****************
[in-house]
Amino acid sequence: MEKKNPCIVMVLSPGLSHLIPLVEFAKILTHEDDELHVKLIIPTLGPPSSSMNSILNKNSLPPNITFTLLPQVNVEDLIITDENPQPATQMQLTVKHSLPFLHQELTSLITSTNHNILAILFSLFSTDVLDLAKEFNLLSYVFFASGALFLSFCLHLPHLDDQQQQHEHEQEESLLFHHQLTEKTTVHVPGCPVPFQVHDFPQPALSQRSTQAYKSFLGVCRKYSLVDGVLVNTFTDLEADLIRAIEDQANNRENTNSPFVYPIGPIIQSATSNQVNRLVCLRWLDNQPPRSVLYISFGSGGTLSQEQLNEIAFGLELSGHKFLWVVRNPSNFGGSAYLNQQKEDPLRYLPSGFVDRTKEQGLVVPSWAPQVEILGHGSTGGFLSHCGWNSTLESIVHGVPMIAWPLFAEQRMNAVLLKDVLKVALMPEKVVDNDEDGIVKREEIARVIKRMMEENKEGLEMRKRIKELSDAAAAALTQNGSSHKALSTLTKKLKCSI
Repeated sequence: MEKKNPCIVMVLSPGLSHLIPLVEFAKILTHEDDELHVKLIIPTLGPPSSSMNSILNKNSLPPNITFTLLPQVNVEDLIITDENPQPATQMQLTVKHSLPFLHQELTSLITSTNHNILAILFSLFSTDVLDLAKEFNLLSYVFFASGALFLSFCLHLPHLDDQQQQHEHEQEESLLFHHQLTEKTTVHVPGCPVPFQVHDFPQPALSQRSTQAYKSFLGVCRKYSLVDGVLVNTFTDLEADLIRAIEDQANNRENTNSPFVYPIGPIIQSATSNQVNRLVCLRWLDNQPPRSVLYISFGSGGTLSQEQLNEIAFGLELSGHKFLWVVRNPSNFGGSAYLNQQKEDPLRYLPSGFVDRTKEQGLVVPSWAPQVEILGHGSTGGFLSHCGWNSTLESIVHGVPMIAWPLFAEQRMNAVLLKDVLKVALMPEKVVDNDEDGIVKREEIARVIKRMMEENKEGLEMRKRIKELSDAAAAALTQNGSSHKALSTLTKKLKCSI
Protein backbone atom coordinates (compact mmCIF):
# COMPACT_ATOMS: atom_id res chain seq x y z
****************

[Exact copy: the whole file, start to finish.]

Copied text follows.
[in-house]
Amino acid sequence: MEKKNPCIVMVLSPGLSHLIPLVEFAKILTHEDDELHVKLIIPTLGPPSSSMNSILNKNSLPPNITFTLLPQVNVEDLIITDENPQPATQMQLTVKHSLPFLHQELTSLITSTNHNILAILFSLFSTDVLDLAKEFNLLSYVFFASGALFLSFCLHLPHLDDQQQQHEHEQEESLLFHHQLTEKTTVHVPGCPVPFQVHDFPQPALSQRSTQAYKSFLGVCRKYSLVDGVLVNTFTDLEADLIRAIEDQANNRENTNSPFVYPIGPIIQSATSNQVNRLVCLRWLDNQPPRSVLYISFGSGGTLSQEQLNEIAFGLELSGHKFLWVVRNPSNFGGSAYLNQQKEDPLRYLPSGFVDRTKEQGLVVPSWAPQVEILGHGSTGGFLSHCGWNSTLESIVHGVPMIAWPLFAEQRMNAVLLKDVLKVALMPEKVVDNDEDGIVKREEIARVIKRMMEENKEGLEMRKRIKELSDAAAAALTQNGSSHKALSTLTKKLKCSI
Repeated sequence: MEKKNPCIVMVLSPGLSHLIPLVEFAKILTHEDDELHVKLIIPTLGPPSSSMNSILNKNSLPPNITFTLLPQVNVEDLIITDENPQPATQMQLTVKHSLPFLHQELTSLITSTNHNILAILFSLFSTDVLDLAKEFNLLSYVFFASGALFLSFCLHLPHLDDQQQQHEHEQEESLLFHHQLTEKTTVHVPGCPVPFQVHDFPQPALSQRSTQAYKSFLGVCRKYSLVDGVLVNTFTDLEADLIRAIEDQANNRENTNSPFVYPIGPIIQSATSNQVNRLVCLRWLDNQPPRSVLYISFGSGGTLSQEQLNEIAFGLELSGHKFLWVVRNPSNFGGSAYLNQQKEDPLRYLPSGFVDRTKEQGLVVPSWAPQVEILGHGSTGGFLSHCGWNSTLESIVHGVPMIAWPLFAEQRMNAVLLKDVLKVALMPEKVVDNDEDGIVKREEIARVIKRMMEENKEGLEMRKRIKELSDAAAAALTQNGSSHKALSTLTKKLKCSI
Protein backbone atom coordinates (compact mmCIF):
# COMPACT_ATOMS: atom_id res chain seq x y z